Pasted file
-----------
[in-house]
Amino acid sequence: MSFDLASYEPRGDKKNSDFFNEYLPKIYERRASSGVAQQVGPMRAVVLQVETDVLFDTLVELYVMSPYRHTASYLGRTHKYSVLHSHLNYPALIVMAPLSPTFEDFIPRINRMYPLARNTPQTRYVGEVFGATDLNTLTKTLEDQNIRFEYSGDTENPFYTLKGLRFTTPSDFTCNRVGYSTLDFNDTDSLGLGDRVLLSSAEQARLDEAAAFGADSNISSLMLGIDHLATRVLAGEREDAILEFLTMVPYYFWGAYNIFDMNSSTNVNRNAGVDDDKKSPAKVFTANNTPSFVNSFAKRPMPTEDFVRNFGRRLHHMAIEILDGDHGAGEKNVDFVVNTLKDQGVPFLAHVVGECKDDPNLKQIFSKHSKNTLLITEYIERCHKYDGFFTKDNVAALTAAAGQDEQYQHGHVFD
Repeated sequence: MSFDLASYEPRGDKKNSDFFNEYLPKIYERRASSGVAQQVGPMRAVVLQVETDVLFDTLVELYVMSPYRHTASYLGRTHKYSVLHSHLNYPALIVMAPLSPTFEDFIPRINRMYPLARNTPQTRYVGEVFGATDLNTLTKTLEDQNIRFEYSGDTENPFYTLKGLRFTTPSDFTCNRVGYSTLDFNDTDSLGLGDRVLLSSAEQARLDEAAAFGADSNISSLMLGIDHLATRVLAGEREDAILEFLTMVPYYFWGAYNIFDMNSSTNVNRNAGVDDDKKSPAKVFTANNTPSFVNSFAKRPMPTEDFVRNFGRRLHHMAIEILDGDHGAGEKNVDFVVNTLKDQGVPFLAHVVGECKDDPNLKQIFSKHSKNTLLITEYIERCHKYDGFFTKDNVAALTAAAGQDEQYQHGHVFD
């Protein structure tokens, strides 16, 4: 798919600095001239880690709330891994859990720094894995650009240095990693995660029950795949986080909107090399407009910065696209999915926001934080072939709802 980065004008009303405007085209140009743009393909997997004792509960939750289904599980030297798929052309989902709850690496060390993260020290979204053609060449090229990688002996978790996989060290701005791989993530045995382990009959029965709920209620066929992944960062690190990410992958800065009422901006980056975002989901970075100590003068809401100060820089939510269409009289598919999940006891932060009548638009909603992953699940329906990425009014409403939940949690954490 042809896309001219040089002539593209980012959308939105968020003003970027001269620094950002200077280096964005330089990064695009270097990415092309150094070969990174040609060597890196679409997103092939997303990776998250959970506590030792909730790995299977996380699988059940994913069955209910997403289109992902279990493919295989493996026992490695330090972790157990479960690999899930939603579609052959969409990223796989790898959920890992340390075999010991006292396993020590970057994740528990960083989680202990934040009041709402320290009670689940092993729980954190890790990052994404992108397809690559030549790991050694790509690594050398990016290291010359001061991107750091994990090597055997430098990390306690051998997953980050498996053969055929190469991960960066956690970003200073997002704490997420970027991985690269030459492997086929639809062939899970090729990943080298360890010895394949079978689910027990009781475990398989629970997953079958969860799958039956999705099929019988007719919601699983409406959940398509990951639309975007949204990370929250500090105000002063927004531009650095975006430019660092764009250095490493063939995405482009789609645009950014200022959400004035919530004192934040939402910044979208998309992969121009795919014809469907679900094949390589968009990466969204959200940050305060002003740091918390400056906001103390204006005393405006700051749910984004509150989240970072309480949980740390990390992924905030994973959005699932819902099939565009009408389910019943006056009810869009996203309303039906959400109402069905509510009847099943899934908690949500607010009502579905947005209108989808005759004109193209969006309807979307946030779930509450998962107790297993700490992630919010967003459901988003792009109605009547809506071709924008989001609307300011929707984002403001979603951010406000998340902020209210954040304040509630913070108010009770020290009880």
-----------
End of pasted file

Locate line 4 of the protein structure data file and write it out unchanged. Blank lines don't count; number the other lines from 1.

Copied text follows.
């Protein structure tokens, strides 16, 4: 798919600095001239880690709330891994859990720094894995650009240095990693995660029950795949986080909107090399407009910065696209999915926001934080072939709802 980065004008009303405007085209140009743009393909997997004792509960939750289904599980030297798929052309989902709850690496060390993260020290979204053609060449090229990688002996978790996989060290701005791989993530045995382990009959029965709920209620066929992944960062690190990410992958800065009422901006980056975002989901970075100590003068809401100060820089939510269409009289598919999940006891932060009548638009909603992953699940329906990425009014409403939940949690954490 042809896309001219040089002539593209980012959308939105968020003003970027001269620094950002200077280096964005330089990064695009270097990415092309150094070969990174040609060597890196679409997103092939997303990776998250959970506590030792909730790995299977996380699988059940994913069955209910997403289109992902279990493919295989493996026992490695330090972790157990479960690999899930939603579609052959969409990223796989790898959920890992340390075999010991006292396993020590970057994740528990960083989680202990934040009041709402320290009670689940092993729980954190890790990052994404992108397809690559030549790991050694790509690594050398990016290291010359001061991107750091994990090597055997430098990390306690051998997953980050498996053969055929190469991960960066956690970003200073997002704490997420970027991985690269030459492997086929639809062939899970090729990943080298360890010895394949079978689910027990009781475990398989629970997953079958969860799958039956999705099929019988007719919601699983409406959940398509990951639309975007949204990370929250500090105000002063927004531009650095975006430019660092764009250095490493063939995405482009789609645009950014200022959400004035919530004192934040939402910044979208998309992969121009795919014809469907679900094949390589968009990466969204959200940050305060002003740091918390400056906001103390204006005393405006700051749910984004509150989240970072309480949980740390990390992924905030994973959005699932819902099939565009009408389910019943006056009810869009996203309303039906959400109402069905509510009847099943899934908690949500607010009502579905947005209108989808005759004109193209969006309807979307946030779930509450998962107790297993700490992630919010967003459901988003792009109605009547809506071709924008989001609307300011929707984002403001979603951010406000998340902020209210954040304040509630913070108010009770020290009880």